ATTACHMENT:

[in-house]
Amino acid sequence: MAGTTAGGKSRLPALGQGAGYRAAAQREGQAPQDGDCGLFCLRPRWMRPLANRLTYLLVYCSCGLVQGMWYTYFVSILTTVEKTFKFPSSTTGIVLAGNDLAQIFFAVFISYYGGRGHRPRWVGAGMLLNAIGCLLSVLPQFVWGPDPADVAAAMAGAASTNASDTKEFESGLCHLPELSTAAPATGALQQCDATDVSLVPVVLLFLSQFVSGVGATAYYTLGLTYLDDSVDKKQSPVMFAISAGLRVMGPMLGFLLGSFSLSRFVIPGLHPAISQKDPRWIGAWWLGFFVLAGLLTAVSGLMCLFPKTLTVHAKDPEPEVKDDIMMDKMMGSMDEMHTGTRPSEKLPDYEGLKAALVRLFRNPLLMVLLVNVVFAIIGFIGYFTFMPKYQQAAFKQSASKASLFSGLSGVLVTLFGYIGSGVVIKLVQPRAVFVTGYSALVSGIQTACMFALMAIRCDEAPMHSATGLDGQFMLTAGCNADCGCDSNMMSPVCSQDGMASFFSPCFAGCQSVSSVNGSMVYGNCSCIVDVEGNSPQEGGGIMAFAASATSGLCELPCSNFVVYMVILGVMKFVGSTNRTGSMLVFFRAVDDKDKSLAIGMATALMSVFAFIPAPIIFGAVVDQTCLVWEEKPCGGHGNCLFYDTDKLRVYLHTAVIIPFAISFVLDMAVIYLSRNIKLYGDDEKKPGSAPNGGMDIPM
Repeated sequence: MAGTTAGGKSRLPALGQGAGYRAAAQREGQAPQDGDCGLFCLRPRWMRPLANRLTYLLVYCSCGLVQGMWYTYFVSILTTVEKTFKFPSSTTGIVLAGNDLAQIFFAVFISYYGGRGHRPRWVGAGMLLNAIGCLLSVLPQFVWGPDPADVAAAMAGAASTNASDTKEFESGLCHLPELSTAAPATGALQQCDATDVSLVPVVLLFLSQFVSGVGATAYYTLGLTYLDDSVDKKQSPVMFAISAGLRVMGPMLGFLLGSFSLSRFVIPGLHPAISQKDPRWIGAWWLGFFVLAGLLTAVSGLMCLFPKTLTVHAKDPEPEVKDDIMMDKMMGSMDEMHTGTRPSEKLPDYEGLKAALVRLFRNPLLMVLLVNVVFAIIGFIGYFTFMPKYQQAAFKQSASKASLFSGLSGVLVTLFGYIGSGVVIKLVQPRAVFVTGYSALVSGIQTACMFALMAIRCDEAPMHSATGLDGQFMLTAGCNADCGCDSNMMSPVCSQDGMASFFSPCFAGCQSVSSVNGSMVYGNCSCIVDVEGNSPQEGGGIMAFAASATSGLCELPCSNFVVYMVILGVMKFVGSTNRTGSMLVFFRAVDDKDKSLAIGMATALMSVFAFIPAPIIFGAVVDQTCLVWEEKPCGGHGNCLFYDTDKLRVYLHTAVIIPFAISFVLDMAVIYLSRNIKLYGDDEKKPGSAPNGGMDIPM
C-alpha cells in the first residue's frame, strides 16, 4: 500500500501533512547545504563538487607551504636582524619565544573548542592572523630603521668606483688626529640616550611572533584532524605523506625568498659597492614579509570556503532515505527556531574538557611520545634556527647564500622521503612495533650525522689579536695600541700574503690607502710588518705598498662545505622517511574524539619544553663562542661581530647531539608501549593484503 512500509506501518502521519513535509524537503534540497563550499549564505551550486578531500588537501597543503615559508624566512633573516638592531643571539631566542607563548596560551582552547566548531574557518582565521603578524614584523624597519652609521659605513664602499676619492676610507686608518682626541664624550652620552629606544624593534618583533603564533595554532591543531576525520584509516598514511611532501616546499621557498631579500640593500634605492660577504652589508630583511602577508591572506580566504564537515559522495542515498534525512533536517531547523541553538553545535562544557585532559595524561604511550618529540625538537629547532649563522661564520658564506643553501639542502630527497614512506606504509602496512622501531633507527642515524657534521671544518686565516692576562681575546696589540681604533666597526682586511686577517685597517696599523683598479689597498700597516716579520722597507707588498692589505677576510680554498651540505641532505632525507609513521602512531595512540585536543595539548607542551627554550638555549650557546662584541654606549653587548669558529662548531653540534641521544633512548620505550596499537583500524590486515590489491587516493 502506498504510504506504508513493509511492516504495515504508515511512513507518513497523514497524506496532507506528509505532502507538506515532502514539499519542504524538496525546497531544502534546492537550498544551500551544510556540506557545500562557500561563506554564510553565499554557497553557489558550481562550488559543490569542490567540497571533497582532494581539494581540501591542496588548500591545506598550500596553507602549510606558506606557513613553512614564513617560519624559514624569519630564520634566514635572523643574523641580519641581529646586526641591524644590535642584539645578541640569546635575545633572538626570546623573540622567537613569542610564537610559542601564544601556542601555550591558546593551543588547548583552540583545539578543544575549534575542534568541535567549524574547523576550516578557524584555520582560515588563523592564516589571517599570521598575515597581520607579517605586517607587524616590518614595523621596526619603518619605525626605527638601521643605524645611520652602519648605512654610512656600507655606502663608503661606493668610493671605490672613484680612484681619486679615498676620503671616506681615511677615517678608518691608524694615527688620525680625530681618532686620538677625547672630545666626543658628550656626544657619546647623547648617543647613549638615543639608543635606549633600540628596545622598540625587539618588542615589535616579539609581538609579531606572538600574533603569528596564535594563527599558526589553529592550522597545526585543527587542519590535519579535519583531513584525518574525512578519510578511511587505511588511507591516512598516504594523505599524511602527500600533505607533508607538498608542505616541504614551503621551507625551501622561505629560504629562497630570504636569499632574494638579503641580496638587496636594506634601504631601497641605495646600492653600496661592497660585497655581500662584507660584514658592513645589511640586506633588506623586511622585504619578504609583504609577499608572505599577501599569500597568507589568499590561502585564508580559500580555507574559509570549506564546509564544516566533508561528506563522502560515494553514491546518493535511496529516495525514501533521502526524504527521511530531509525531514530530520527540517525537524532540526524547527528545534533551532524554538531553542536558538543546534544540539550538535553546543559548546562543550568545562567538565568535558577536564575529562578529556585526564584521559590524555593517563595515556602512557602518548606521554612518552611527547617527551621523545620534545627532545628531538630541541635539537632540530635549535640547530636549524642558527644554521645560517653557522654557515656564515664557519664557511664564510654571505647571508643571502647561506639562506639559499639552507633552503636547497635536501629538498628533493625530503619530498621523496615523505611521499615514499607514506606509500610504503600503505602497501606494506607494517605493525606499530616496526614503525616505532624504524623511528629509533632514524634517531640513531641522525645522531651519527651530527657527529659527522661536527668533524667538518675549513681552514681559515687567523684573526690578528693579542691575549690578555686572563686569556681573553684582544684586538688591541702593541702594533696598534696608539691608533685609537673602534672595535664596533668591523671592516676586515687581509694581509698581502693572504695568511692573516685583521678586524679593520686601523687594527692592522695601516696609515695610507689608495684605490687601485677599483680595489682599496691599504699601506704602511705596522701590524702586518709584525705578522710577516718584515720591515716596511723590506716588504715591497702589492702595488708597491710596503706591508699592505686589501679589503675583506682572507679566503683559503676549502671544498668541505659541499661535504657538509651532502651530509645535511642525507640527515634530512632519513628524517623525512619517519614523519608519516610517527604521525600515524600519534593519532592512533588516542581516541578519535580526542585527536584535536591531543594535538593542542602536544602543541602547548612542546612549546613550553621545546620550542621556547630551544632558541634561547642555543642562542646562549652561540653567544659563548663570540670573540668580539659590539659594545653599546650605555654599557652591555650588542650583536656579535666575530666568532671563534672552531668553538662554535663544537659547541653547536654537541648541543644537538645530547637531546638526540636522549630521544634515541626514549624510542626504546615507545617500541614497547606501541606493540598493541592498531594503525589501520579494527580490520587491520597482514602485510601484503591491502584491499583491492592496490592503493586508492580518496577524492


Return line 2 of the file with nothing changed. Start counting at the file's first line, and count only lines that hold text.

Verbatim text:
Amino acid sequence: MAGTTAGGKSRLPALGQGAGYRAAAQREGQAPQDGDCGLFCLRPRWMRPLANRLTYLLVYCSCGLVQGMWYTYFVSILTTVEKTFKFPSSTTGIVLAGNDLAQIFFAVFISYYGGRGHRPRWVGAGMLLNAIGCLLSVLPQFVWGPDPADVAAAMAGAASTNASDTKEFESGLCHLPELSTAAPATGALQQCDATDVSLVPVVLLFLSQFVSGVGATAYYTLGLTYLDDSVDKKQSPVMFAISAGLRVMGPMLGFLLGSFSLSRFVIPGLHPAISQKDPRWIGAWWLGFFVLAGLLTAVSGLMCLFPKTLTVHAKDPEPEVKDDIMMDKMMGSMDEMHTGTRPSEKLPDYEGLKAALVRLFRNPLLMVLLVNVVFAIIGFIGYFTFMPKYQQAAFKQSASKASLFSGLSGVLVTLFGYIGSGVVIKLVQPRAVFVTGYSALVSGIQTACMFALMAIRCDEAPMHSATGLDGQFMLTAGCNADCGCDSNMMSPVCSQDGMASFFSPCFAGCQSVSSVNGSMVYGNCSCIVDVEGNSPQEGGGIMAFAASATSGLCELPCSNFVVYMVILGVMKFVGSTNRTGSMLVFFRAVDDKDKSLAIGMATALMSVFAFIPAPIIFGAVVDQTCLVWEEKPCGGHGNCLFYDTDKLRVYLHTAVIIPFAISFVLDMAVIYLSRNIKLYGDDEKKPGSAPNGGMDIPM